By Toby Luckhurst-BBC News
https://www.bbc.com-image source, Getty Images
In 2010, the UK general election ended in a hung parliament.
The news sparked a frenzy. For the first time since the 1970s, no party had enough seats to form a majority government.
After a week of media speculation and intense talks between the major parties, Prime Minister Gordon Brown stepped down and a coalition emerged between the right-wing Conservative party and the centrist Liberal Democrats.
Such a speedy turn around is a novelty in Europe.
“To me it was weird in 2010, how the media were up in arms,” Dr Heinz Brandenburg at the University of Strathclyde told the BBC. “It took them the grand old time of four days to form a coalition and get everything sorted.”
Learning to work together
Germany held elections on Sunday, with the centre-left Social Democrats claiming a narrow victory.
Experts now think it could take months for the country to work out a coalition government. Until then, Chancellor Angela Merkel will stay on as caretaker leader – unable to propose new laws, but keeping the federal government running until her successor takes over.
Coalition forming is the norm for many democracies on the continent, especially for those that use proportional representation (PR). This system allocates seats in parliament according to the number of votes cast for a party.
This is different to first-past-the-post, used for UK national elections. Under that system, the candidate that gets the most votes wins the election, even if they aren’t picked by a majority.
Germany meanwhile uses a mix of both those two to decide the make-up of their parliament.
But forming a coalition isn’t easy. The Netherlands is still wrangling over its government after elections in March, while its neighbour Belgium holds the world record for longest time without a government, with negotiations dragging on for 541 days after elections in June 2010.
Dr Brandenburg explains that in Germany there is no formal system for creating a coalition. While in the UK the Queen asks the leader of the largest party to try to form a government, in Germany all parties can talk to each other at all times to try to make a deal. “It’s actually quite a messy process,” he said.
But he says he finds it “irritating” when coalition negotiations are framed as “horse-trading” or the result of dodgy backroom deals. Parties draw up coalition contracts based on their political manifestos and compromises with other parties, consult their membership, and all sides then sign up to the deal.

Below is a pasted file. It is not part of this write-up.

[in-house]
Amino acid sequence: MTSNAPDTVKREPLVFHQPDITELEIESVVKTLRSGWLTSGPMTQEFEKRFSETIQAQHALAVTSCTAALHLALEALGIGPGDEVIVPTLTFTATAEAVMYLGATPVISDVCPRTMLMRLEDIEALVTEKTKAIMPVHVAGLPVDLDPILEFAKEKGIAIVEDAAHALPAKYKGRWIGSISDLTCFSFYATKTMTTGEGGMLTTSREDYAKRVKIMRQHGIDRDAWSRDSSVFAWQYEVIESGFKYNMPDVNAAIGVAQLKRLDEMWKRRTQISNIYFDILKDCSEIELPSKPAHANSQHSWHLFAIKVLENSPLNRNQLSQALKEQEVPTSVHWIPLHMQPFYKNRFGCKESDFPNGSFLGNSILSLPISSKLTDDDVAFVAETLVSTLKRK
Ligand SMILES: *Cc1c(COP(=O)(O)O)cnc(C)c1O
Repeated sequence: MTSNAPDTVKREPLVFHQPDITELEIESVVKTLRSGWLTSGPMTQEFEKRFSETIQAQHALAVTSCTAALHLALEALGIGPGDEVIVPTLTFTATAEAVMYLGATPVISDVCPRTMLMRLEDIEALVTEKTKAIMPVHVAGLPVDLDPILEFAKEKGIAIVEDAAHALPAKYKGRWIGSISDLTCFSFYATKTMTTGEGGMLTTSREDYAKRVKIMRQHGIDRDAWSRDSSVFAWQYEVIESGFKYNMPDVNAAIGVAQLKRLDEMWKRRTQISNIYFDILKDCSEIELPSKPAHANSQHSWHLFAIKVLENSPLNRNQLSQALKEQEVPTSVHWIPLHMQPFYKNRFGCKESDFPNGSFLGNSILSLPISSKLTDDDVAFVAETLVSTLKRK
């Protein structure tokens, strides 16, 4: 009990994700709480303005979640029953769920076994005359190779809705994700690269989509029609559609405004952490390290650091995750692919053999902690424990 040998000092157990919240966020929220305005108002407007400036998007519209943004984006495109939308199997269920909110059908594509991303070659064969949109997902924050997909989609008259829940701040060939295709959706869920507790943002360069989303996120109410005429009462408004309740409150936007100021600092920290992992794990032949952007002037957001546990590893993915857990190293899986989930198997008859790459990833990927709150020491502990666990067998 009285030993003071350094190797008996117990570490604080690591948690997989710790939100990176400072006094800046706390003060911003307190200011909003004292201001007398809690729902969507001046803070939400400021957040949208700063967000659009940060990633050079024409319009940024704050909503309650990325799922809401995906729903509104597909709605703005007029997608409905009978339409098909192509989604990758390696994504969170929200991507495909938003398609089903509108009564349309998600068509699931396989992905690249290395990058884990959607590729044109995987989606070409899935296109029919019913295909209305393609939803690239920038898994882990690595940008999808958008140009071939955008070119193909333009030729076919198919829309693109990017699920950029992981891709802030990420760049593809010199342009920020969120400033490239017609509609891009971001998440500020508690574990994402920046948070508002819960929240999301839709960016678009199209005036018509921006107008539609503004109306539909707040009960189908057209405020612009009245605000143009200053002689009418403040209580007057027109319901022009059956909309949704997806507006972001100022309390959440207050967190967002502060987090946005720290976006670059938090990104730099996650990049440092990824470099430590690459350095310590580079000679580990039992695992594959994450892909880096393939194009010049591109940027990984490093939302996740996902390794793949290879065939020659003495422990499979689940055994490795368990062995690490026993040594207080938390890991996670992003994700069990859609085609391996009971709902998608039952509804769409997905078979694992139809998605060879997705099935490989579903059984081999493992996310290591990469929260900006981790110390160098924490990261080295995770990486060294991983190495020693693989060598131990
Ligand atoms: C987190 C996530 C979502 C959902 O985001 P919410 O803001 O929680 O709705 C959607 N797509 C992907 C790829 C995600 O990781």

“It’s the normal thing in all PR systems with many parties and coalition governments,” he said. “Parties set out, this is what we want, and then it’s a question of finding acceptable compromises on these things. Presenting it all as horse trading, I think it’s very negative phrasing.”
That said, it won’t be easy. Germany is used to coalitions between two parties, but not three or more. A poll published on Monday said only 37% were satisfied with the outcome of Sunday’s election, with 58% saying they were less satisfied or not at all satisfied with the result.
Speaking to German public broadcaster ZDF, Green party co-leader Robert Habeck said they needed to see how well they get along with the liberal Free Democratic Party.
“This is a sign of adult politics,” he said, adding that both sides needed to “create a space of trust”.
Following Germany’s last election in 2017 it took six months to form a new government, after talks between different parties collapsed. Mr Habeck said those negotiations were an example of “how not to do this”.
“In the end it has to be a total work of art,” he said.
media caption, Swipe left or right? Germany’s election dating game, explained
Giorgios Stathakis served as Greece’s economy minister from 2015 and later its environment minister during a coalition between his left-wing party Syriza and the conservative nationalist party, ANEL.
“There were obviously major differences,” he told the BBC. ANEL was opposed to Syriza’s social reforms on migrant and LGBT rights, and in the end the coalition collapsed in 2019 over a deal between Greece and North Macedonia to change the country’s name.
Mr Stathakis said in his view, every election has a strong, straightforward message from the voters. Germany’s voters on Sunday gave the message that politicians need “a government of the centre”, with support spread out across the political spectrum.
“It’s impressive that on election night the leaders of the parties were on TV, already discussing the message [of the vote],” he said. “It’s very impressive that this culture has been started practically – the way parties work, the way they have to go ahead on the next day, find a solution and form a government.”